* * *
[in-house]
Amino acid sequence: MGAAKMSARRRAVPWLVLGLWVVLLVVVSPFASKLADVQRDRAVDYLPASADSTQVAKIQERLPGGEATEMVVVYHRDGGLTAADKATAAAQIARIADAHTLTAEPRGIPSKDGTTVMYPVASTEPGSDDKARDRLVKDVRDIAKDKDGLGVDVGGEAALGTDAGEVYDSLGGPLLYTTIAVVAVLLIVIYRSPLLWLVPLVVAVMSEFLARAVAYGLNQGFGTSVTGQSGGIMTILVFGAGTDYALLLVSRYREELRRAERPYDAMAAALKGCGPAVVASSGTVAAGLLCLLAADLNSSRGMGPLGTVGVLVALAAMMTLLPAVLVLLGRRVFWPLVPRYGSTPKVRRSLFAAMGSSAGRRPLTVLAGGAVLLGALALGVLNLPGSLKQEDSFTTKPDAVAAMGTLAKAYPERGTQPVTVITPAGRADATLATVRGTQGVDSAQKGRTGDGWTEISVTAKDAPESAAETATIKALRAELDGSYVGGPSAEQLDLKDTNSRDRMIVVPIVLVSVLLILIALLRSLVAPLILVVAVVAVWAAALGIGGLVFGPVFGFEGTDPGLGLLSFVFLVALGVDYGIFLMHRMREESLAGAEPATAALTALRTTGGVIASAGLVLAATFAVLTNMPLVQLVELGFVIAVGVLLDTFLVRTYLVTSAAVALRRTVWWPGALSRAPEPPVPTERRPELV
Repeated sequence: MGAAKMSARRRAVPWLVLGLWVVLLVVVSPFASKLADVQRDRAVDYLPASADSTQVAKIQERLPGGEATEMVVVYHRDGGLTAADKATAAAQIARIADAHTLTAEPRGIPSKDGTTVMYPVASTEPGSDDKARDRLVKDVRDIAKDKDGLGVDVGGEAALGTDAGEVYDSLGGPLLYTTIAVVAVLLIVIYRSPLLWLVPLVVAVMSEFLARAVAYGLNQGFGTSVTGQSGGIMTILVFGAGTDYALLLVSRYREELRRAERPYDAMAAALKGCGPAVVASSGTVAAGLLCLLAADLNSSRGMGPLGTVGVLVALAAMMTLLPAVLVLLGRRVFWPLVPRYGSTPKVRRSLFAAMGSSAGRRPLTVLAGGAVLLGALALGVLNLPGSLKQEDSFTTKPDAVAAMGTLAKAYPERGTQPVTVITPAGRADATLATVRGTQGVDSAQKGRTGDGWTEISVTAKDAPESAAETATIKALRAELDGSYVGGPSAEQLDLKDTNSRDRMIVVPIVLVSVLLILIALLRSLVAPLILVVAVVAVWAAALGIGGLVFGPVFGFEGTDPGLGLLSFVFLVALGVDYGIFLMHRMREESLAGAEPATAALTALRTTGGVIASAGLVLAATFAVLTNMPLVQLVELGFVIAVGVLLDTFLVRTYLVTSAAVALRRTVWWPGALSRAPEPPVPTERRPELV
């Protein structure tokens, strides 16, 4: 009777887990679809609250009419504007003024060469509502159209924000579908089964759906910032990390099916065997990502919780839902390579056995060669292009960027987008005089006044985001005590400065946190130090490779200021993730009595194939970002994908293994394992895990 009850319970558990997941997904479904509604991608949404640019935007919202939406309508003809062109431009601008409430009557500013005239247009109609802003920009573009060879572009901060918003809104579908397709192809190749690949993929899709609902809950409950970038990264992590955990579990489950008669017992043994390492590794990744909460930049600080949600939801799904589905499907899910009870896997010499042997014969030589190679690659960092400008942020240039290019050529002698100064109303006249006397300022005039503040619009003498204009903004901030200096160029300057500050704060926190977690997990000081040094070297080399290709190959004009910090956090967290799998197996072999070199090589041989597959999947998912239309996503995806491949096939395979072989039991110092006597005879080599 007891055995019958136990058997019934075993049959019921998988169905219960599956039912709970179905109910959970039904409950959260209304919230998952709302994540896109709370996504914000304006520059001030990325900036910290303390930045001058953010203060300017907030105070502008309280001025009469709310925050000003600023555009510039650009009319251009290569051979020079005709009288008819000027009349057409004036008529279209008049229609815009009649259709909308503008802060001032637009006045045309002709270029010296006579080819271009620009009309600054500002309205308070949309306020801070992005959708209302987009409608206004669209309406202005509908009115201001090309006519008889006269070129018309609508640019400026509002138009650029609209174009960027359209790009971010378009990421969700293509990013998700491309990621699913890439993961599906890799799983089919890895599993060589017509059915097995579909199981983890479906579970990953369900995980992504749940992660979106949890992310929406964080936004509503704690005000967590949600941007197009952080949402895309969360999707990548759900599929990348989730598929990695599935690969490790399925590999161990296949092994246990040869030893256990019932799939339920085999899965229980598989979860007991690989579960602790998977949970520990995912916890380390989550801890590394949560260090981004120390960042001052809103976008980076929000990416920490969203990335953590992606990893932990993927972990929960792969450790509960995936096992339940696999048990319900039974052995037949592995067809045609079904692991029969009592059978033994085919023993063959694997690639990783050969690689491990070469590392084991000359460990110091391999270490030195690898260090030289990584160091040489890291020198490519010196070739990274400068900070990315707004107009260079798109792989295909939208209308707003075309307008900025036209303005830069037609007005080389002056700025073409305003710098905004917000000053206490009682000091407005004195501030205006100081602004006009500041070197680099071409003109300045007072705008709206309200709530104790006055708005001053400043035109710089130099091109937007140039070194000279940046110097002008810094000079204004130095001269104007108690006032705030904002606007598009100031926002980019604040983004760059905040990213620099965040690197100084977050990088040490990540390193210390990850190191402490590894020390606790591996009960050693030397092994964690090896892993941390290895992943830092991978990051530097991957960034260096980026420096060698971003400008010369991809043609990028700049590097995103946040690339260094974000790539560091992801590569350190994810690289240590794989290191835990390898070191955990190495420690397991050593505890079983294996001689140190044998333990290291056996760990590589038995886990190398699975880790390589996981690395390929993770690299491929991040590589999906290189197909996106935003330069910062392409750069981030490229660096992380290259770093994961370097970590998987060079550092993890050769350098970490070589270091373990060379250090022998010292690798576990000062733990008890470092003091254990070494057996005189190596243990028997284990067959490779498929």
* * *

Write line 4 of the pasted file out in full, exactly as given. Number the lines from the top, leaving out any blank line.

């Protein structure tokens, strides 16, 4: 009777887990679809609250009419504007003024060469509502159209924000579908089964759906910032990390099916065997990502919780839902390579056995060669292009960027987008005089006044985001005590400065946190130090490779200021993730009595194939970002994908293994394992895990 009850319970558990997941997904479904509604991608949404640019935007919202939406309508003809062109431009601008409430009557500013005239247009109609802003920009573009060879572009901060918003809104579908397709192809190749690949993929899709609902809950409950970038990264992590955990579990489950008669017992043994390492590794990744909460930049600080949600939801799904589905499907899910009870896997010499042997014969030589190679690659960092400008942020240039290019050529002698100064109303006249006397300022005039503040619009003498204009903004901030200096160029300057500050704060926190977690997990000081040094070297080399290709190959004009910090956090967290799998197996072999070199090589041989597959999947998912239309996503995806491949096939395979072989039991110092006597005879080599 007891055995019958136990058997019934075993049959019921998988169905219960599956039912709970179905109910959970039904409950959260209304919230998952709302994540896109709370996504914000304006520059001030990325900036910290303390930045001058953010203060300017907030105070502008309280001025009469709310925050000003600023555009510039650009009319251009290569051979020079005709009288008819000027009349057409004036008529279209008049229609815009009649259709909308503008802060001032637009006045045309002709270029010296006579080819271009620009009309600054500002309205308070949309306020801070992005959708209302987009409608206004669209309406202005509908009115201001090309006519008889006269070129018309609508640019400026509002138009650029609209174009960027359209790009971010378009990421969700293509990013998700491309990621699913890439993961599906890799799983089919890895599993060589017509059915097995579909199981983890479906579970990953369900995980992504749940992660979106949890992310929406964080936004509503704690005000967590949600941007197009952080949402895309969360999707990548759900599929990348989730598929990695599935690969490790399925590999161990296949092994246990040869030893256990019932799939339920085999899965229980598989979860007991690989579960602790998977949970520990995912916890380390989550801890590394949560260090981004120390960042001052809103976008980076929000990416920490969203990335953590992606990893932990993927972990929960792969450790509960995936096992339940696999048990319900039974052995037949592995067809045609079904692991029969009592059978033994085919023993063959694997690639990783050969690689491990070469590392084991000359460990110091391999270490030195690898260090030289990584160091040489890291020198490519010196070739990274400068900070990315707004107009260079798109792989295909939208209308707003075309307008900025036209303005830069037609007005080389002056700025073409305003710098905004917000000053206490009682000091407005004195501030205006100081602004006009500041070197680099071409003109300045007072705008709206309200709530104790006055708005001053400043035109710089130099091109937007140039070194000279940046110097002008810094000079204004130095001269104007108690006032705030904002606007598009100031926002980019604040983004760059905040990213620099965040690197100084977050990088040490990540390193210390990850190191402490590894020390606790591996009960050693030397092994964690090896892993941390290895992943830092991978990051530097991957960034260096980026420096060698971003400008010369991809043609990028700049590097995103946040690339260094974000790539560091992801590569350190994810690289240590794989290191835990390898070191955990190495420690397991050593505890079983294996001689140190044998333990290291056996760990590589038995886990190398699975880790390589996981690395390929993770690299491929991040590589999906290189197909996106935003330069910062392409750069981030490229660096992380290259770093994961370097970590998987060079550092993890050769350098970490070589270091373990060379250090022998010292690798576990000062733990008890470092003091254990070494057996005189190596243990028997284990067959490779498929």